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James T. Robinson, Jr., of Columbus, Ohio, transitioned to eternal peace on Friday, October 7, 2016. He was born to the late James T. Robinson, Sr. and Gertrude Rice Robinson on February 10, 1933 in New York, NY. He was a loving and devoted father, grandfather and friend. 

When asked where he was from, he would proudly respond, “Harlem, USA!” At a young age and on his own, he felt led to visit churches around the area near his home until he found a mentor and church home with Rev. James H. Robinson, social justice activist and pastor of Harlem’s Morningside Presbyterian Church. Upon moving to Columbus, he became a member of St. Philip Episcopal Church. He was most recently a member of Faith Ministries Church, under the leadership of Dr. C. Dexter Wise, where he shared that he was filled with the Holy Spirit every Sunday! His demeanor and integrity earned him the nickname “Gentleman Jim.”

He served in the United States Air Force during the Korean War. After returning home, he attained a bachelor’s degree in Advertising and Journalism from the City University of New York (CUNY). He accepted a position with the Fidesta Company (a division of Firestone) as Advertising Manager that moved him to Columbus, Ohio in 1964. In 1968, he was hired by F. & R. Lazarus and Company as Urban Affairs Director and as Assistant to the Vice President of Credit Sales Promotion – winning accolades for innovation in advertising and marketing from his colleagues on Madison Avenue.

His journalism career included the development of the Columbus Communicator News, as well as serving as its first Editor in Chief. He has also been a columnist for numerous newspapers over the years, including the Columbus Dispatch, the Call and Post, Columbus Post, and Business First (Columbus), to name a few.

Jim Robinson’s radio career included hosting talk radio on WVKO, a weekly jazz show on WJZA, and voiceovers on multiple stations. He is most notably known for his daily segment on WCKX in the 1990’s, “Rich, Black Thought.” He was quite often referred to as “The Voice.”

He was instrumental in revitalizing activity around Mt. Vernon Plaza, with promotions of businesses and events at the Focal Point, during the time that the office for James T. Robinson Marketing Services (JTRMS) was located there.

Jim taught us to give to our community first and ourselves second. He served as a member of the Federal Task for Against Drug Abuse under Presidents Ford, Carter, Reagan, and Bush and the Governor’s Advisory Council on Drug Abuse, advocating to treat drug abuse as an illness first and a crime second. UHURU on Nelson Rd. (a Residential Intervention and Rehabilitation Center and Halfway House for first time, nonviolent offenders) was his brainchild. He was instrumental in developing the center and bringing his vision to fruition in 1972, along with the board of Blacks Against Drugs (BAD). During its prime, it was rated number 1 in the state and in the top 10 in the nation.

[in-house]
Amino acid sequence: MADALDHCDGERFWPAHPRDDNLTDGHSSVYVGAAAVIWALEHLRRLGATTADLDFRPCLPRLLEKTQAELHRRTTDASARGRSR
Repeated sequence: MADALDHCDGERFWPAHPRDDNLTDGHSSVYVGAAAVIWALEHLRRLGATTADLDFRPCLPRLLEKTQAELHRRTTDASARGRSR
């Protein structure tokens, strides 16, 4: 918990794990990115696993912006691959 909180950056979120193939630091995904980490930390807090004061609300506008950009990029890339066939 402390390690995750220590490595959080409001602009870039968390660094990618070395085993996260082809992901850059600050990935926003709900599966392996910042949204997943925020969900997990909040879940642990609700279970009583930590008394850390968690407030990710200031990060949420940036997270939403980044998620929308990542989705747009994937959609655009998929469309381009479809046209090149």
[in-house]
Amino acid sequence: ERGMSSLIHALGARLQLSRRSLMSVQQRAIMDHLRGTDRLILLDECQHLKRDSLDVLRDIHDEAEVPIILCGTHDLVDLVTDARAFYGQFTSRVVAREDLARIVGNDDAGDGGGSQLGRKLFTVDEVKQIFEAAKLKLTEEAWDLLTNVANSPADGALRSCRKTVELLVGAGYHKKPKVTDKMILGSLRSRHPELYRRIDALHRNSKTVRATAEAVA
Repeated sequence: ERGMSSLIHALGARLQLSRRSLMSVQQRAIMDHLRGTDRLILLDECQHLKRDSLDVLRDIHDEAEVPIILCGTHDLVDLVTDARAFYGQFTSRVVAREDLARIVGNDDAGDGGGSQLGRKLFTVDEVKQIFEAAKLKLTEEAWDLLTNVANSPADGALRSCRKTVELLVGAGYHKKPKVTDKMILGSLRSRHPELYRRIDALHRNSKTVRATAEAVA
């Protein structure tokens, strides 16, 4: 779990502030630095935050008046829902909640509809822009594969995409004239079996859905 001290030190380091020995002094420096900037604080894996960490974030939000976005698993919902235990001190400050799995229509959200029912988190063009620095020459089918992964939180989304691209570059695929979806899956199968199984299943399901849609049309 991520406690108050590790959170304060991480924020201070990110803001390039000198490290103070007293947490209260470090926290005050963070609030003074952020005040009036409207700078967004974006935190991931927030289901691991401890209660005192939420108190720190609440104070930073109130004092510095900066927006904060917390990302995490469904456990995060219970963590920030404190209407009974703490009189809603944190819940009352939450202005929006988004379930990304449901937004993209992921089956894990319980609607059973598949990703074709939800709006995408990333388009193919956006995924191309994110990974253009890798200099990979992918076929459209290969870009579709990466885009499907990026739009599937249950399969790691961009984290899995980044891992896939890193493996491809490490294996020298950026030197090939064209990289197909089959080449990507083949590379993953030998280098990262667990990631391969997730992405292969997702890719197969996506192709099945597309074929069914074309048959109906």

He worked on hundreds of community campaigns with print, TV and radio commercials and PSAs. Public Issue campaigns included Jim Robinson’s Pen and ‘the Voice’. He was a public speaker, Master of Ceremonies and coordinator for countless events and was instrumental in bringing national speakers to Columbus.

He made the Keep Columbus Beautiful Campaign the final straw in his hat, providing a voice and a bridge from City Hall to local celebrities and organizations, including the Columbus Clippers, the Columbus Blue Jackets, the Columbus Crew, and The Ohio State University Buckeye Sports Teams.

He received numerous awards and honors for journalism, advertising and community service, including: CMACAO Appreciation Award (1972), Governor’s Award for Community Action (1973),1st Place Creative Award for Outstanding PR TV Commercial for Lazarus (1976) from the Columbus Advertising Federation in Chicago Advertising Federation, September 21, 1991 recognized as James T. Robinson Day, by the City of Columbus and Police Officers for Equal Rights (POER) for his decades of community service, Who’s Who In Media, Legend Award from the Columbus Association of Black Journalists (CABJ).

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